To test the protection function of the PCS, we conducted digestion experiment in vitro. We digested WT EcN and EcN@PCS of the same amount in simulated gastric fluid (SGF) supplemented with pepsin (pH 2), and simulated intestinal fluid (SIF)containing trypsin (pH 6.8) at 37 °C for 1h, 2h, and 3h respectively and calculated the CFUs.

We found that in SIF, the protection function of PCS was excellent(Fig 8). The number of EcN@PCS was significantly higher than WT EcN. Moreover, we found that the EcN could grow in the SIF because the amount of colonies increased with time. However, as the SGF had too strong lethality and maybe we didn't prepare the bacteria perfectly or we digested too long, neither WT EcN nor EcN@PCS growed on the LB plate.

Fig.8 Colony count after digestion by SIF.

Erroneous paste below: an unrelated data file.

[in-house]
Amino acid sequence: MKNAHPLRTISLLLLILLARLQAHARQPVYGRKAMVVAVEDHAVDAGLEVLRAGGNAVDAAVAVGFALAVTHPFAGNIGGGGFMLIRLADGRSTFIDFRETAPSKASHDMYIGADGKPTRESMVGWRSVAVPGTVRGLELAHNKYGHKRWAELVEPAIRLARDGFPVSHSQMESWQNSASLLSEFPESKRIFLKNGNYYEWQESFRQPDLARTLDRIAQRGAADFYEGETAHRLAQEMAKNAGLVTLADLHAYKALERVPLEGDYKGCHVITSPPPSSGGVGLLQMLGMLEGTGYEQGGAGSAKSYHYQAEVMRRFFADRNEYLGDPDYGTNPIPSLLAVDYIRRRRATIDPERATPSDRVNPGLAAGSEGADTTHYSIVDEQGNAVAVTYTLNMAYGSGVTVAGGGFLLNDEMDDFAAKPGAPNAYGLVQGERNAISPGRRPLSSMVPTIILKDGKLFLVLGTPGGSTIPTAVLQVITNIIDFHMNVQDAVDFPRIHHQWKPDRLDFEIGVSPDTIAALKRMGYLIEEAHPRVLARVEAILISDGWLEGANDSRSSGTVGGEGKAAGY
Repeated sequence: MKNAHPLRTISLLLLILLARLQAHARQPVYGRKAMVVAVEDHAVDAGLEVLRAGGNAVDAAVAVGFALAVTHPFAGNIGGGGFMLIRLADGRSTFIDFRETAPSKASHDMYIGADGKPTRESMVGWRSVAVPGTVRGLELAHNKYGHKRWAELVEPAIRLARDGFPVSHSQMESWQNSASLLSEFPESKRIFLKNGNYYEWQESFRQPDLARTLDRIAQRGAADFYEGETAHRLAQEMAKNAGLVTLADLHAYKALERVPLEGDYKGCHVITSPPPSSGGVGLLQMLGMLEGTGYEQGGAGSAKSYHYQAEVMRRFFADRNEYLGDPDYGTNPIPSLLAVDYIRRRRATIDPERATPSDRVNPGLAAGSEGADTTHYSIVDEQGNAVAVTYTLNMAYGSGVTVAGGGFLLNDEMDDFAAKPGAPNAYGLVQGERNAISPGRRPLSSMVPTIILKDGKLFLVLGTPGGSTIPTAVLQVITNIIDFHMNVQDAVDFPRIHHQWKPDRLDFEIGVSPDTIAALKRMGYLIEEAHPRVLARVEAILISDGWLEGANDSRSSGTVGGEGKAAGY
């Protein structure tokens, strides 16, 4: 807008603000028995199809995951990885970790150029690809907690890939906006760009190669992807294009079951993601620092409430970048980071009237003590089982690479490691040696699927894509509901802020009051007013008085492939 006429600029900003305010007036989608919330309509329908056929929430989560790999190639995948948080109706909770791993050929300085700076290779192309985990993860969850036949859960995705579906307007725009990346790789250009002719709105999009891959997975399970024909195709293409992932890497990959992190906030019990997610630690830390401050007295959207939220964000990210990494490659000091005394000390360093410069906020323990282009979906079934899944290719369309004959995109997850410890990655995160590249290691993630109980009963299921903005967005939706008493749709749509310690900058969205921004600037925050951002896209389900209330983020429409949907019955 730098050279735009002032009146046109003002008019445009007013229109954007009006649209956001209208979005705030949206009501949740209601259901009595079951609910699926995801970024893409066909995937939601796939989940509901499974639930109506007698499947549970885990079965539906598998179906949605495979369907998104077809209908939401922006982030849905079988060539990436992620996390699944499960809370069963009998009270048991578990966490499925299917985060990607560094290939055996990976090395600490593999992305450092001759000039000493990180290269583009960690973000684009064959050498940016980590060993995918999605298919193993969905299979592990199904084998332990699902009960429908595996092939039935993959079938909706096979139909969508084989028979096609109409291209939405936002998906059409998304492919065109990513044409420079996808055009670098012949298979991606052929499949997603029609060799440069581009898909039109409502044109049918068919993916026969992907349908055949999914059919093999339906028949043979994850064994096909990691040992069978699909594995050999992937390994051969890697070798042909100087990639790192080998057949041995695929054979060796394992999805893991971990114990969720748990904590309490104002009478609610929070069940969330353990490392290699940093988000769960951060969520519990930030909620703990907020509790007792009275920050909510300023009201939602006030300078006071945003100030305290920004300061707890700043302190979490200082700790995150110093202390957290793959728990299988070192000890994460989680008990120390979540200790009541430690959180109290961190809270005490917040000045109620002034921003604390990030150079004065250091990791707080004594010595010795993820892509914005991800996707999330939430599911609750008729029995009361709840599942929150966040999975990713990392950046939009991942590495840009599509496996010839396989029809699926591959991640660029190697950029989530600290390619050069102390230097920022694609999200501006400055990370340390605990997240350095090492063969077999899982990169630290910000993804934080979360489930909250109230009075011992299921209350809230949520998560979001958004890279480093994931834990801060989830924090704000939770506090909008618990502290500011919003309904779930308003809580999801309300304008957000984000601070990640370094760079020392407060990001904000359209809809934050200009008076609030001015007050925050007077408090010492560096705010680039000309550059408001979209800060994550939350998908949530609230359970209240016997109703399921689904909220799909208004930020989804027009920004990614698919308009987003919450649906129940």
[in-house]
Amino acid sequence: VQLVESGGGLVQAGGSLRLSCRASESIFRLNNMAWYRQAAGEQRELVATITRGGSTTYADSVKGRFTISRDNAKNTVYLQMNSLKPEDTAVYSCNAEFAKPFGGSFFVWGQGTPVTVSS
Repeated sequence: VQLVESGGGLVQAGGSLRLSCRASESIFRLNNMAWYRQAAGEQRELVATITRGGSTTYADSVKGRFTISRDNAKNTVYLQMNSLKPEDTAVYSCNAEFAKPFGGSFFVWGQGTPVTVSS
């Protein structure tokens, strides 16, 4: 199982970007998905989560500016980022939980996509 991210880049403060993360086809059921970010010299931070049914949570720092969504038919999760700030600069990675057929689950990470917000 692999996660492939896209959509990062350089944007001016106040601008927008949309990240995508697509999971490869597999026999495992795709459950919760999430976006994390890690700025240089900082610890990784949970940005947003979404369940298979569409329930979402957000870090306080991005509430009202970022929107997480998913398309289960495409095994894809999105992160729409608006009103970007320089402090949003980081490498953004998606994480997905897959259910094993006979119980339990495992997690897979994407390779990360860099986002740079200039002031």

Fig.9 Colony counts after digestion by SGF.

In vivo test

Encouraged by the success of the in vitro experiment, we wanted to test whether this strategy can work in vivo. We did intragastric administration of C57BL/6 mice in day 0 and day 1, with equal amount of saline, RGP-TFF3 EcN, and RGP-TFF3 EcN@PCS respectly. Meanwhile, we also collected the fecal of each mouce in day 1 and day 2. After collecting the fecal, we voltexed and homogenized the fecal with low speed centrifugation to remove the impurity. RGP is a plasmid vector for our protein expression, which has the ampicillin-resistant feature, so we apply 10% of the supernatant to the Amp+ LB plate to investigate how many of our RGP-TFF3 EcN lived in the gut. The workflow is shown in Fig.10.

Fig.10 Workflow of the in vivo validation for delivery system.